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Film-maker Haneke fears flat Mozart premiere

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Film-maker Haneke fears flat Mozart premiere
Film director Michael Hanek's production of the Mozart opera Cosi Fan Tutti premieres in Madrid on Saturday. Photos: Felipe Gabaldon (left) Paul A. Herbert/Getty Images North America/AFP (right)
11:12 CET+01:00
Austrian filmmaker Michael Haneke has his hopes pinned on winning at least one Oscar in this weekend's ceremony but says he feels doomed to failure with his latest project: a staging of a Mozart opera in Spain.

"Amour", Haneke's film about an ageing couple that won the Palme d'Or at Cannes last year, is up for five Oscars on Sunday, including those for best film and best director.

First, however, the 69-year-old faces another big night: Saturday's premier of Cosi Fan Tutte, by his fellow Austrian at Madrid's Teatro Real.

"With Mozart you are condemned to fail. The question is on what level," respected director Haneke told reporters in Madrid on Wednesday.

"I don't much like talking about opera. I prefer to talk about my films. I see myself more as a film director."

The Madrid show is his second opera project after "Don Giovanni" in Paris in 2007, and "probably my last" before returning to filmmaking, he added.

"After 'Don Giovanni' I received about 15 offers to direct operas but I rejected them all because I didn't think I was the right person to do them," he said.

Haneke's films such as "The White Ribbon", a macabre tale of pre-war Germany for which he won the first of his two Palmes D'Or, have earned him a reputation for painful subjects.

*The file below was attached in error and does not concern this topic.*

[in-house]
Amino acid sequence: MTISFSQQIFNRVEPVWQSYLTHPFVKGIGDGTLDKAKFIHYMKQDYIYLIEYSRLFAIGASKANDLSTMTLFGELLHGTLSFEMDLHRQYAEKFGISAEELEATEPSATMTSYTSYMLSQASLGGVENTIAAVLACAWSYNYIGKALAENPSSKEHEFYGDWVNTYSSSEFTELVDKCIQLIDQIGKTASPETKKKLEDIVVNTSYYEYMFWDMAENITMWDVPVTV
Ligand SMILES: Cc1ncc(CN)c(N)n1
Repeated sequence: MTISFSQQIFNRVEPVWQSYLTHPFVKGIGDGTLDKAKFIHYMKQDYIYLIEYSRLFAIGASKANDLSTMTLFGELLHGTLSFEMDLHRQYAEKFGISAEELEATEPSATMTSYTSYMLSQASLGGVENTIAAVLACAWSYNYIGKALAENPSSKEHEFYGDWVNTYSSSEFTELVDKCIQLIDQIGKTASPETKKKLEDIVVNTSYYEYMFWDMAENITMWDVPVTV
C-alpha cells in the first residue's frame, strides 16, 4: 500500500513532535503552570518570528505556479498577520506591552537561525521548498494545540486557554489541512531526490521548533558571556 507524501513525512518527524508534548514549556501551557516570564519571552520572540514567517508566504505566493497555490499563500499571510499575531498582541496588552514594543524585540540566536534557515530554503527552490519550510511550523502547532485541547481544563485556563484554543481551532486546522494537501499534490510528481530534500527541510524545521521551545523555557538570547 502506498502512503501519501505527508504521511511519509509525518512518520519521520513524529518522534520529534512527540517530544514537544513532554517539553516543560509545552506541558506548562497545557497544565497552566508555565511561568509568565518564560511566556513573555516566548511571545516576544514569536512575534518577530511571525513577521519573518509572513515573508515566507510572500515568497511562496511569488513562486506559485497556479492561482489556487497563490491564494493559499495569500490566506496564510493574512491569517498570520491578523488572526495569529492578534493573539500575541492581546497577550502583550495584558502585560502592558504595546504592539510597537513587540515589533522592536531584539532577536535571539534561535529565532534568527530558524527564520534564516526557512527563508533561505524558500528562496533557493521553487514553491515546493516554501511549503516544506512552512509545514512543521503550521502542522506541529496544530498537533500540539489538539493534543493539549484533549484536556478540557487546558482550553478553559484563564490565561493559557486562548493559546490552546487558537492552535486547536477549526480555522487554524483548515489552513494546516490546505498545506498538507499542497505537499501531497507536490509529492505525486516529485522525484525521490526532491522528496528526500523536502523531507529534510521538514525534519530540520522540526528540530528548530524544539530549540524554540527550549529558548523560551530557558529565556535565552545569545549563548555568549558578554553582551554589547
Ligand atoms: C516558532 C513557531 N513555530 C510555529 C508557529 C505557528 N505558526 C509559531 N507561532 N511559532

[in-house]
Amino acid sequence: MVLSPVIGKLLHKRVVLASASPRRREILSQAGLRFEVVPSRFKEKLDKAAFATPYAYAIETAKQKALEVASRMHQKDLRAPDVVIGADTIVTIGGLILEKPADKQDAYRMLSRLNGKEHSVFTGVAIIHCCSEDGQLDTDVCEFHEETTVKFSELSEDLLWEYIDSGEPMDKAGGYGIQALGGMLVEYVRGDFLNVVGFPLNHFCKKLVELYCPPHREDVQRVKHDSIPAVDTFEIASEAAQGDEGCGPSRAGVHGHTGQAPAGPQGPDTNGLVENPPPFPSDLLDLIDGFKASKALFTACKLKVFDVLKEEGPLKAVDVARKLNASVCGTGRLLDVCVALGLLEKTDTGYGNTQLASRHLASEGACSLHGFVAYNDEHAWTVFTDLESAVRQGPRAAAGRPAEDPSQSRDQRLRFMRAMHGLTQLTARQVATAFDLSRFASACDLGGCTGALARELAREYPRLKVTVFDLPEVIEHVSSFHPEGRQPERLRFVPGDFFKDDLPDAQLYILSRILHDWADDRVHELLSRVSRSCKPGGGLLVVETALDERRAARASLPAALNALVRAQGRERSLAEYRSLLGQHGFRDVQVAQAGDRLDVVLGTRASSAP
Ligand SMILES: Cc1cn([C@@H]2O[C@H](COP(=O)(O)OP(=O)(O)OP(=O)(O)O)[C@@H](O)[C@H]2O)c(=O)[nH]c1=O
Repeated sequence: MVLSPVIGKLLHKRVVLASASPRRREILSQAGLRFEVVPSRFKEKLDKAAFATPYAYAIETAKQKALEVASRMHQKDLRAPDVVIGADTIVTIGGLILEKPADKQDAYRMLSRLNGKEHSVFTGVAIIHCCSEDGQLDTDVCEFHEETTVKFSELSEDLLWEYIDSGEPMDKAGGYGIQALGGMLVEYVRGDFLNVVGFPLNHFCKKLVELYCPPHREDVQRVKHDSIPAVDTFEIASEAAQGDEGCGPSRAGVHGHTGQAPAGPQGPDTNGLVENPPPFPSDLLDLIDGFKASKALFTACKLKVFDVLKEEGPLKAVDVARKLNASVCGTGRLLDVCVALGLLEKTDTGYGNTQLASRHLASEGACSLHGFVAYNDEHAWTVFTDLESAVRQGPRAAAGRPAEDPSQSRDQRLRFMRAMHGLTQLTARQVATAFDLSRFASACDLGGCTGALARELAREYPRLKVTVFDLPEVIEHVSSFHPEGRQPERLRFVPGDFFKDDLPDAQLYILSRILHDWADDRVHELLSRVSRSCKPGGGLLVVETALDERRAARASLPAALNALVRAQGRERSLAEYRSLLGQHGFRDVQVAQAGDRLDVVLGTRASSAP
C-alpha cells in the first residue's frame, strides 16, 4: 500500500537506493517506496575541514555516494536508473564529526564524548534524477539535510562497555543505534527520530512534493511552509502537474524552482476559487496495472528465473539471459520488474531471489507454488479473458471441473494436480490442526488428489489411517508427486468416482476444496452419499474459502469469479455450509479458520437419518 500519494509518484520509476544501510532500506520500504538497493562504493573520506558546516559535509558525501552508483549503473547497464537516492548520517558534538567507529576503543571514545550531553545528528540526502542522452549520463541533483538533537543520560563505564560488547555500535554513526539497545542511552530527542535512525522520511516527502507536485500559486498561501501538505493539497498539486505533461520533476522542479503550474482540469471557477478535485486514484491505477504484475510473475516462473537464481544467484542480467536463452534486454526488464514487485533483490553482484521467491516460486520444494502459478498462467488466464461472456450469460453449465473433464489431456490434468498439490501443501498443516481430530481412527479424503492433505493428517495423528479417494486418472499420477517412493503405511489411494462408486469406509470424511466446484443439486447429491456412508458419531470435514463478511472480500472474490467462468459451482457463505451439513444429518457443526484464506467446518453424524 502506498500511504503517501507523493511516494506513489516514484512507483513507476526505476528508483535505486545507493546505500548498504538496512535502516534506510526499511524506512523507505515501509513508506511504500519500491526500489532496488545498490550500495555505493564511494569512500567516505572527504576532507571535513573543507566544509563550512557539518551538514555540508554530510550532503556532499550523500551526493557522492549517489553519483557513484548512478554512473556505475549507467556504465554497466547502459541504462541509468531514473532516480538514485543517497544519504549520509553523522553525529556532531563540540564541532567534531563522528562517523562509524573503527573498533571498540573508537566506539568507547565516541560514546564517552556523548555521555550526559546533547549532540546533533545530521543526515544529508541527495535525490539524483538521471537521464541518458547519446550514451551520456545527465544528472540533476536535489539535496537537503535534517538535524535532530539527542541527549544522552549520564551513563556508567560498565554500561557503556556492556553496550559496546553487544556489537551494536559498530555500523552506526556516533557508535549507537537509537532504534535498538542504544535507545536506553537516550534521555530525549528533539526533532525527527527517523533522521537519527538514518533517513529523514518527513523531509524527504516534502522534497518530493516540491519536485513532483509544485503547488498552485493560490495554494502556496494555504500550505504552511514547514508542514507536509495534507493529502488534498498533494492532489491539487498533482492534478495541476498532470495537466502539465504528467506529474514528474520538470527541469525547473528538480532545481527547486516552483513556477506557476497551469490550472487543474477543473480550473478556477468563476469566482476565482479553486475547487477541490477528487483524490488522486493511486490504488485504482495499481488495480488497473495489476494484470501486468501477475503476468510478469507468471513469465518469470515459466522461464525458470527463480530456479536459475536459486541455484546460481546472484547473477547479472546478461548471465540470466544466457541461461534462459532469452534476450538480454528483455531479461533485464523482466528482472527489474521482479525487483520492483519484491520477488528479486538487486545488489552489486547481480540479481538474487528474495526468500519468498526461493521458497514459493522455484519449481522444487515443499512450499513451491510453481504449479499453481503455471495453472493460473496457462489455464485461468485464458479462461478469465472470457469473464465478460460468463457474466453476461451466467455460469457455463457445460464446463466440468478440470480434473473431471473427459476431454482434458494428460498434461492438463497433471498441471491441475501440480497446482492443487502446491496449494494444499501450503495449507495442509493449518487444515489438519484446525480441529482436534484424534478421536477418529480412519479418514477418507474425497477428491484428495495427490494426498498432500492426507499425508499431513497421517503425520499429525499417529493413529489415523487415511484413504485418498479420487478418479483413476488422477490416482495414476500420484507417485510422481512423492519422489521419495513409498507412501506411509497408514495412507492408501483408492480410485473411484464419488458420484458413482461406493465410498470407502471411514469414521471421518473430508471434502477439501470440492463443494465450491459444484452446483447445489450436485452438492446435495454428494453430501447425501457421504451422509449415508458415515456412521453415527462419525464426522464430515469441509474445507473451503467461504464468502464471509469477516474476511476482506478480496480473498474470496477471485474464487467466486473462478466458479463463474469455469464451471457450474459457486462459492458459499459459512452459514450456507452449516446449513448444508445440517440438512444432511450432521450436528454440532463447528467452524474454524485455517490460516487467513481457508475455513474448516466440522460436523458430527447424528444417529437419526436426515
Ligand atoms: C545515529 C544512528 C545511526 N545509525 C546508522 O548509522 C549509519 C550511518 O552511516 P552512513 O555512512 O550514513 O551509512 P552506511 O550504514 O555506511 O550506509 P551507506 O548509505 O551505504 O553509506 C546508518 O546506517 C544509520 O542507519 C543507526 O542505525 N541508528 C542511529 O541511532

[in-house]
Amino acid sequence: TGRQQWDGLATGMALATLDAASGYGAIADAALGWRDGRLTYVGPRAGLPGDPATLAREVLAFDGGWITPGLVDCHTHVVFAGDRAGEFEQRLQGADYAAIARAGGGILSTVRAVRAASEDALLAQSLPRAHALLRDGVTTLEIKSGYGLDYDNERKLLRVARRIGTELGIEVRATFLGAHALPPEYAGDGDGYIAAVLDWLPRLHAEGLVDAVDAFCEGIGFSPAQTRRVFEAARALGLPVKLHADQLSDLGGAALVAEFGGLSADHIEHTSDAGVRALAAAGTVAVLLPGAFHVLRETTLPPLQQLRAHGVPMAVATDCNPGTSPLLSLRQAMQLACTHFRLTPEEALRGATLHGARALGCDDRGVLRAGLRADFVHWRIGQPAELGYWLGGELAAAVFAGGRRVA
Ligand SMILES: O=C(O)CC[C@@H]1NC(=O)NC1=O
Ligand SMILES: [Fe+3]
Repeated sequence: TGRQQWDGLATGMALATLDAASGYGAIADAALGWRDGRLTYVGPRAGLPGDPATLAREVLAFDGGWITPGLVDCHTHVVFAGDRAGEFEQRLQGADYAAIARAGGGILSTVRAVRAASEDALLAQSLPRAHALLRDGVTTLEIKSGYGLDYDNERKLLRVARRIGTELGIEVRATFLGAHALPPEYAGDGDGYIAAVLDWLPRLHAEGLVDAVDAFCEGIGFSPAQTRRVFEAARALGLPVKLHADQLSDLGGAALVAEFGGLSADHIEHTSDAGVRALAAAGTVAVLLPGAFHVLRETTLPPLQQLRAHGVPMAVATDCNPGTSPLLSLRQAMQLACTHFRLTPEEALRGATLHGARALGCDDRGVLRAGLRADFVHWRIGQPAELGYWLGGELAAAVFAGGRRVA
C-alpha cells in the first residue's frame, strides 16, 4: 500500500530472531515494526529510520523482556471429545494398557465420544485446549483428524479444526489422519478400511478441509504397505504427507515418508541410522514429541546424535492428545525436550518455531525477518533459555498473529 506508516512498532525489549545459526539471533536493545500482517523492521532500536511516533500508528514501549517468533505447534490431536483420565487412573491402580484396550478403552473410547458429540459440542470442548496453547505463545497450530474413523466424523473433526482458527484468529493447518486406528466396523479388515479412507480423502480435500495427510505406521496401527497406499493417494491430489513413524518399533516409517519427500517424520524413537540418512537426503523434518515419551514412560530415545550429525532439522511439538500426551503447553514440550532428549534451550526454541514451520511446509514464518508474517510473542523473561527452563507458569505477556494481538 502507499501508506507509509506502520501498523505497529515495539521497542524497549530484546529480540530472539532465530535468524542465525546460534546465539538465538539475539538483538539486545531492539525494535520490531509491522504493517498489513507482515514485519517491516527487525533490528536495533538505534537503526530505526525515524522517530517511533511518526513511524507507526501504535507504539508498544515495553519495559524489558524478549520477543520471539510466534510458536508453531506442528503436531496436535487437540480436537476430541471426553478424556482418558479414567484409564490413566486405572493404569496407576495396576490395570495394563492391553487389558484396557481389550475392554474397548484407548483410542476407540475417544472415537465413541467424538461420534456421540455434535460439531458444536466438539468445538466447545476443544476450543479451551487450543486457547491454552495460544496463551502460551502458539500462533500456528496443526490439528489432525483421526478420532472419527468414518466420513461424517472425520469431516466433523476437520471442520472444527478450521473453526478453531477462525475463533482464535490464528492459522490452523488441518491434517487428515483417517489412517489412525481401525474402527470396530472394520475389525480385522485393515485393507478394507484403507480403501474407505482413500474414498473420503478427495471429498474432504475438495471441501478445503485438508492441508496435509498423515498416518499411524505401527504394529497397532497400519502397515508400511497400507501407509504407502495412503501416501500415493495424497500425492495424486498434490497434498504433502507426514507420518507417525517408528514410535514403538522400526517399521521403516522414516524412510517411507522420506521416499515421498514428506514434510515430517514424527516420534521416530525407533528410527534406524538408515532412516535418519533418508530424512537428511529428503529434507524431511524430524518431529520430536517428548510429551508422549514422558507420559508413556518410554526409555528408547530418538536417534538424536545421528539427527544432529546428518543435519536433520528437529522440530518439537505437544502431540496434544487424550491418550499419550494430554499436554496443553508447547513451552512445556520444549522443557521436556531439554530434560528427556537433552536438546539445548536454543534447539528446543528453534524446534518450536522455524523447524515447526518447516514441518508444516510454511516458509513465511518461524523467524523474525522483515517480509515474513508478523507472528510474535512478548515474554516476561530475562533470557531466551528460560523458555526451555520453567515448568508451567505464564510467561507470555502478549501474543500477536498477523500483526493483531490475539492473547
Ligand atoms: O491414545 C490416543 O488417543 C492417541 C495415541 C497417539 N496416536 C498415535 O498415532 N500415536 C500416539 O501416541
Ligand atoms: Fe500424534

Cosi Fan Tutte is ostensibly a romantic comedy — the tale of two women who are tricked and tested by their suitors — but the meditation on love and loyalty has its hard side too, said the Teatro Real's Belgian director Gerard Mortier.

Written by a depressed Mozart when he was having love pains of his own, Cosi Fan Tutte is one of the composer's most challenging operas to stage, said Mortier.

Haneke has stage-directed the opera in Madrid under the musical baton of French conductor Sylvain Cambreling.

"Amour" meanwhile examines the intimate life of an elderly man and his dying wife.

"It touches people because it could happen to any family," Haneke said. "If you are young it could happen to your grandparents. If you're less young, to your parents. And if you're even less young, it could happen to you."

The film is nominated for Oscars in the best film, director, actress, script and foreign film categories.

"I would like to win them all. I would hope to win at least one — any of them," he said. "I am crossing my fingers."

See the trailer for Haneke's infamous thriller Funny Games below:

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